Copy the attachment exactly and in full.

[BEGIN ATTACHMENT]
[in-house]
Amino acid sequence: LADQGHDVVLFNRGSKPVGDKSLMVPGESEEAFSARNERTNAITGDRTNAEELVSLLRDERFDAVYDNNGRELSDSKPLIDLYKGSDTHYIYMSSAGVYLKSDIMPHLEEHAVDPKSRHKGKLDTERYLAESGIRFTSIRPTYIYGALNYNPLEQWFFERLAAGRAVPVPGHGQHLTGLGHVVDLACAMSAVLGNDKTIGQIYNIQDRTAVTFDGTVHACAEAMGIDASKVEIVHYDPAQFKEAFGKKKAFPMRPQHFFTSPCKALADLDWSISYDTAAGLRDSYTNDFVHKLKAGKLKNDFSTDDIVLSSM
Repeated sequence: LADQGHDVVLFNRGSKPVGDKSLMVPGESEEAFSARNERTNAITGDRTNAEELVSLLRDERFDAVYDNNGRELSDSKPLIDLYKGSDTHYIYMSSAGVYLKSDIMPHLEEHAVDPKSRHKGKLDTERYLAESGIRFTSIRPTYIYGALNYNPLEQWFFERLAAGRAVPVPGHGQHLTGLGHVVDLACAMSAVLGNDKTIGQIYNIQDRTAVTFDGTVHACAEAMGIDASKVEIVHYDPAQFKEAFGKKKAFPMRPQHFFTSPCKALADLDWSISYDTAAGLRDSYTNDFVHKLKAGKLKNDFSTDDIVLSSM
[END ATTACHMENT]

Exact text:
[in-house]
Amino acid sequence: LADQGHDVVLFNRGSKPVGDKSLMVPGESEEAFSARNERTNAITGDRTNAEELVSLLRDERFDAVYDNNGRELSDSKPLIDLYKGSDTHYIYMSSAGVYLKSDIMPHLEEHAVDPKSRHKGKLDTERYLAESGIRFTSIRPTYIYGALNYNPLEQWFFERLAAGRAVPVPGHGQHLTGLGHVVDLACAMSAVLGNDKTIGQIYNIQDRTAVTFDGTVHACAEAMGIDASKVEIVHYDPAQFKEAFGKKKAFPMRPQHFFTSPCKALADLDWSISYDTAAGLRDSYTNDFVHKLKAGKLKNDFSTDDIVLSSM
Repeated sequence: LADQGHDVVLFNRGSKPVGDKSLMVPGESEEAFSARNERTNAITGDRTNAEELVSLLRDERFDAVYDNNGRELSDSKPLIDLYKGSDTHYIYMSSAGVYLKSDIMPHLEEHAVDPKSRHKGKLDTERYLAESGIRFTSIRPTYIYGALNYNPLEQWFFERLAAGRAVPVPGHGQHLTGLGHVVDLACAMSAVLGNDKTIGQIYNIQDRTAVTFDGTVHACAEAMGIDASKVEIVHYDPAQFKEAFGKKKAFPMRPQHFFTSPCKALADLDWSISYDTAAGLRDSYTNDFVHKLKAGKLKNDFSTDDIVLSSM